Ohio's Public Transit Systems Continue to Look for a $238 Million Solution

Oct 30, 2017

Public transit agencies and state lawmakers are trying to come up with money to replace the hundreds of millions that were collected as a tax on Medicaid managed-care organizations.
Credit SARTA

Ohio lawmakers are still trying to come up with a new plan to replace hundreds of millions of dollars in revenue that public transit agencies and counties lost in the last state budget. And as WKSU’s M.L. Schultze reports the money will be running out earlier than anticipated.

Until last year, Ohio’s 88 counties and eight mass transit agencies collected more than $200 million a year from a sales tax on Medicaid managed-care organizations.

But the federal government said that was no longer allowed, and Gov. John Kasich vetoed an attempt to renew the tax in the last state budget. Lawmakers considered replacing it with a tax on drilling or on all managed-care organizations, but those proposals went nowhere. And short term proposals – dependent in part on the state finishing the fiscal year in June with a healthy bottom line – would make up less than half the amount lost.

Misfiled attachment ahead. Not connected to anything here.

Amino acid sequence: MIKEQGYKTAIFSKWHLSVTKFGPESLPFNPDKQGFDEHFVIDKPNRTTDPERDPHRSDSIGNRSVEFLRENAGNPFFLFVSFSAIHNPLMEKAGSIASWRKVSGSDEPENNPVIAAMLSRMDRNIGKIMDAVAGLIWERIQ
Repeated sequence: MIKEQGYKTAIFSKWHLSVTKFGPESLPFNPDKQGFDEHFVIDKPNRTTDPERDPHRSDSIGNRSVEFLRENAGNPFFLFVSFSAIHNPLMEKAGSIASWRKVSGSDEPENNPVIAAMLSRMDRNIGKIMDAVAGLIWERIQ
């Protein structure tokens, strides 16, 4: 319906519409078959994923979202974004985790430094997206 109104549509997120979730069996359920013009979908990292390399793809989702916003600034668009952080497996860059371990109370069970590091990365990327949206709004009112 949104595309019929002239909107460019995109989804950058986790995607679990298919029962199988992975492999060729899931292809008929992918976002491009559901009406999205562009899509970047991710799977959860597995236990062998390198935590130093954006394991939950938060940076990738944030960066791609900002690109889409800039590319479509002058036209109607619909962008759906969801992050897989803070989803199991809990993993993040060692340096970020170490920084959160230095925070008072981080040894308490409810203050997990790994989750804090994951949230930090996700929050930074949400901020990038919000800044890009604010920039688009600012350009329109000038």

Jose Feliciano Jr. is external affairs manager for Cuyahoga County’s RTA.

“The reality is, it’s a $238 million hole. So everything they do is incredibly appreciated. However, we’re just trying to put a Band Aid on a gunshot.”

The state has allotted $207 million for this fiscal year, but Feliciano says that money is running out three months earlier than anticipated.